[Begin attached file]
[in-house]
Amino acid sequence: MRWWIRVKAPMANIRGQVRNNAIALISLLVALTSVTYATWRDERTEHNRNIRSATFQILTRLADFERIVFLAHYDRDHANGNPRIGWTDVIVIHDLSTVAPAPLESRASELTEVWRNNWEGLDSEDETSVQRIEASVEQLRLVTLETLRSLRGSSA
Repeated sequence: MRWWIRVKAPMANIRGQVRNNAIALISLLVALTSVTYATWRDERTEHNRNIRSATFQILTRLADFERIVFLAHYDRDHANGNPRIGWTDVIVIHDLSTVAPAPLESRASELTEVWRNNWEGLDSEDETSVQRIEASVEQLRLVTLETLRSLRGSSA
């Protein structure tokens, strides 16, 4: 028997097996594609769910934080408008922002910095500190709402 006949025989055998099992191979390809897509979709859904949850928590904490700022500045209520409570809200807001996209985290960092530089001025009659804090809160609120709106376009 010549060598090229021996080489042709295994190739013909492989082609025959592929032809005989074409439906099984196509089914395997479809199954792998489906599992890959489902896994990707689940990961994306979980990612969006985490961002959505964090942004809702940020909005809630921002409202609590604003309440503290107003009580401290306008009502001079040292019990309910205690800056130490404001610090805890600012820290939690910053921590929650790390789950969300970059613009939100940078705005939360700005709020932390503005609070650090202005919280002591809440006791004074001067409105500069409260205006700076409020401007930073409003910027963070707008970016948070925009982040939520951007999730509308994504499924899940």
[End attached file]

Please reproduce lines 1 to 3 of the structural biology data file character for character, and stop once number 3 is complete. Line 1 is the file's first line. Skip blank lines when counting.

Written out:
[in-house]
Amino acid sequence: MRWWIRVKAPMANIRGQVRNNAIALISLLVALTSVTYATWRDERTEHNRNIRSATFQILTRLADFERIVFLAHYDRDHANGNPRIGWTDVIVIHDLSTVAPAPLESRASELTEVWRNNWEGLDSEDETSVQRIEASVEQLRLVTLETLRSLRGSSA
Repeated sequence: MRWWIRVKAPMANIRGQVRNNAIALISLLVALTSVTYATWRDERTEHNRNIRSATFQILTRLADFERIVFLAHYDRDHANGNPRIGWTDVIVIHDLSTVAPAPLESRASELTEVWRNNWEGLDSEDETSVQRIEASVEQLRLVTLETLRSLRGSSA